It’s official. In 2012 wind energy became the number one source of new U.S. electricity generation for the first time, representing 43 percent of new power last year and accounting for $25 billion in new investment, according to the Energy Department. 13 gigawatts were added last year, representing enough capacity to power 15 million homes or as many homes as exist in California and Washington combined. Major wind power states remain South Dakota, Kansas and Iowa, where data center operators like Google have gone in search of clean power. These states are reaching wind power levels as high as 20 percent of total energy mix.
Much of this trend is being driven by improvements in wind turbine technology that includes longer, lighter blades. I believe Vestas and others will continue to push the envelope on wind turbine efficiency. The price of wind power under long term power purchase agreements is hitting 4 cents per kilowatt hour, a very competitive benchmark.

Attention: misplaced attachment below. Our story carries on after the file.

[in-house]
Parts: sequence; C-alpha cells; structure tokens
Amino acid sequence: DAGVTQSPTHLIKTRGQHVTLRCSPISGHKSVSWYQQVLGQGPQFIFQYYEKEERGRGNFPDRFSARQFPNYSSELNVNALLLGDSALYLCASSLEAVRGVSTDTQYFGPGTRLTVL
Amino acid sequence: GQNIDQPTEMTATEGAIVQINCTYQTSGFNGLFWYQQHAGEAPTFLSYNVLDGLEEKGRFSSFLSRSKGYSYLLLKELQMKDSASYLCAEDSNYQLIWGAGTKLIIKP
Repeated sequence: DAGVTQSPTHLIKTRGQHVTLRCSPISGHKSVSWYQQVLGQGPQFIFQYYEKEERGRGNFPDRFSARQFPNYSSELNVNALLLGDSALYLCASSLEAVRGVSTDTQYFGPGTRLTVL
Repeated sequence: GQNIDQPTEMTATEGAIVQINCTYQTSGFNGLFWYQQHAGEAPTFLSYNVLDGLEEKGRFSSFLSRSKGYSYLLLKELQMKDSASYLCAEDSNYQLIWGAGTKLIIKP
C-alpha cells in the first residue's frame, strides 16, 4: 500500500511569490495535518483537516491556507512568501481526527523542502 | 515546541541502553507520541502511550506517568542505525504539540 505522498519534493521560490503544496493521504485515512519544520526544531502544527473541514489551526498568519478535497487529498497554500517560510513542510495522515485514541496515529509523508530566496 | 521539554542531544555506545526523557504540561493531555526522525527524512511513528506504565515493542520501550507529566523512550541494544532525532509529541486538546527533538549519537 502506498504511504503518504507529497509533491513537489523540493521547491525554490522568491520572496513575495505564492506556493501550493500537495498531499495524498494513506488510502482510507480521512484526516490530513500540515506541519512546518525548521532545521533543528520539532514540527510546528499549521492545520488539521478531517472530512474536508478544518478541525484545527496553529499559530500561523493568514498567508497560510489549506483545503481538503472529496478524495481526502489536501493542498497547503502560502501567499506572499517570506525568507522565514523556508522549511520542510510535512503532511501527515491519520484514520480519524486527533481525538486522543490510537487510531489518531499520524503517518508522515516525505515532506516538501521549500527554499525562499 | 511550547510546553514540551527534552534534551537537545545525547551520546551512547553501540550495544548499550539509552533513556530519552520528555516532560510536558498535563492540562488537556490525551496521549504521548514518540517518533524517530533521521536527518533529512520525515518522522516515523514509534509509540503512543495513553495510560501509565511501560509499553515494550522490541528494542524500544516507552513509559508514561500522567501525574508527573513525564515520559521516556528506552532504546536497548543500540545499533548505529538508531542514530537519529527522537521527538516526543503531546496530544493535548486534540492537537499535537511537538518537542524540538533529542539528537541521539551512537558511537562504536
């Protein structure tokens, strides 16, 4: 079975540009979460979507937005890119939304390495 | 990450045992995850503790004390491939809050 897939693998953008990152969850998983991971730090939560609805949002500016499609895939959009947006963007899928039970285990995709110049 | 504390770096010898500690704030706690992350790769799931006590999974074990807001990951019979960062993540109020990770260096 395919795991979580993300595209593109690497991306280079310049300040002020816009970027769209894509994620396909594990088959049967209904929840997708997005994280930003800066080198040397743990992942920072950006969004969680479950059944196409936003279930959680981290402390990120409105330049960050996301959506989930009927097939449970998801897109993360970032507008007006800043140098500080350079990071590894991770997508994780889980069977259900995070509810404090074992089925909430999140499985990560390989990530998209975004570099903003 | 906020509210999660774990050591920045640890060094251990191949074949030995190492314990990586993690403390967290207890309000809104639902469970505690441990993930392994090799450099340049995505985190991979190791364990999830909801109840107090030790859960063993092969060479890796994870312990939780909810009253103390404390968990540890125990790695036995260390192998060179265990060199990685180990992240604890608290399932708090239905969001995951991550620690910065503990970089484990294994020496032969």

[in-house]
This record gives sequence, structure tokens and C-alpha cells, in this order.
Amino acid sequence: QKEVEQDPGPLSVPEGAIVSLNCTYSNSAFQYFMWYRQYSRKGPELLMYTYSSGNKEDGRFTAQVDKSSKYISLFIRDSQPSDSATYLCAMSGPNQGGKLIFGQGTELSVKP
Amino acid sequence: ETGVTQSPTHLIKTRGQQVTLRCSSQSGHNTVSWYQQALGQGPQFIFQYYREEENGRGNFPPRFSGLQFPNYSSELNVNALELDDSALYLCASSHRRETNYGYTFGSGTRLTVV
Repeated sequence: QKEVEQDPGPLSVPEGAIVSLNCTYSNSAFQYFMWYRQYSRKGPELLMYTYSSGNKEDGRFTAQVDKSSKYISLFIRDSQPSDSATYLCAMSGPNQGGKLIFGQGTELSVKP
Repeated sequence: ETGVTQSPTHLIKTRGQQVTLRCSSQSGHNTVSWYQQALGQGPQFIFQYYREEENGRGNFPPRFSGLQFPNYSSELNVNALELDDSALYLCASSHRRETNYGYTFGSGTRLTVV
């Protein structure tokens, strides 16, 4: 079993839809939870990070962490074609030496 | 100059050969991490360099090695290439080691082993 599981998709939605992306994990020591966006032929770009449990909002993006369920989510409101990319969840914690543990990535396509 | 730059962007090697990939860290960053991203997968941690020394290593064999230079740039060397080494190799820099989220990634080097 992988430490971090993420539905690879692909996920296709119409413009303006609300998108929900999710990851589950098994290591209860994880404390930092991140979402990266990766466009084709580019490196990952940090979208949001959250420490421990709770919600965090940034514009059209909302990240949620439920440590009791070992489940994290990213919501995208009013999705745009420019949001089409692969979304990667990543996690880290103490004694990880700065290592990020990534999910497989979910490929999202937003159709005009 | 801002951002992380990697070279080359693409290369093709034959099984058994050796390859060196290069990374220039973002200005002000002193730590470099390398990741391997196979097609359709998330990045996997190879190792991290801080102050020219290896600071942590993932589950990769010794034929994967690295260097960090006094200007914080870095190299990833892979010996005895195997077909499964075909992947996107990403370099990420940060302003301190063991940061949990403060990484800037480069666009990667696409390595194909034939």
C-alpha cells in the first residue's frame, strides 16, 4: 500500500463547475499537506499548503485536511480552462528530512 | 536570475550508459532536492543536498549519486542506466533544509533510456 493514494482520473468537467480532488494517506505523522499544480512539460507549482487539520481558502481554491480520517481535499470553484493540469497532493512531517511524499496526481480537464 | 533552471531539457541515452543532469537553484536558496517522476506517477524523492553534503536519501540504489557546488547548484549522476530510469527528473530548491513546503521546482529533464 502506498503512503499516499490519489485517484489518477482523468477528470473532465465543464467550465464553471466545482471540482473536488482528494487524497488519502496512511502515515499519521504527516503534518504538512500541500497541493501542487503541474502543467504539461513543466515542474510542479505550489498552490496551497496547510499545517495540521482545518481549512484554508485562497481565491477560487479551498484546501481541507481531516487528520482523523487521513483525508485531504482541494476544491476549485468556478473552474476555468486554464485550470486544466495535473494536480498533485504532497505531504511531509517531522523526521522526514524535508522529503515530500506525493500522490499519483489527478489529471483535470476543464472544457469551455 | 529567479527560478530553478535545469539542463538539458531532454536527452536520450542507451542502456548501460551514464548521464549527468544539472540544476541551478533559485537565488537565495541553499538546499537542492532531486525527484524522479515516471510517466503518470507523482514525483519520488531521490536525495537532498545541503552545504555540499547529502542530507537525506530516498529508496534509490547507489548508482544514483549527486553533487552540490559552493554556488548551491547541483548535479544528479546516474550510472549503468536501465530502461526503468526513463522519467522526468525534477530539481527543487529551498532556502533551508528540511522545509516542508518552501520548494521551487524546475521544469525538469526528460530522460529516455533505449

One area of interest has been the potential for distributed wind power. We hear more about distributed solar, but there remains reasonable growth in distributed wind as a means to supply power to local grids, businesses and communities. Distributed wind can be trickier because you can’t just throw some solar panels on your roof, but if utilities become more open minded about distributing their power generation, we might see smaller wind power deployments across the grid.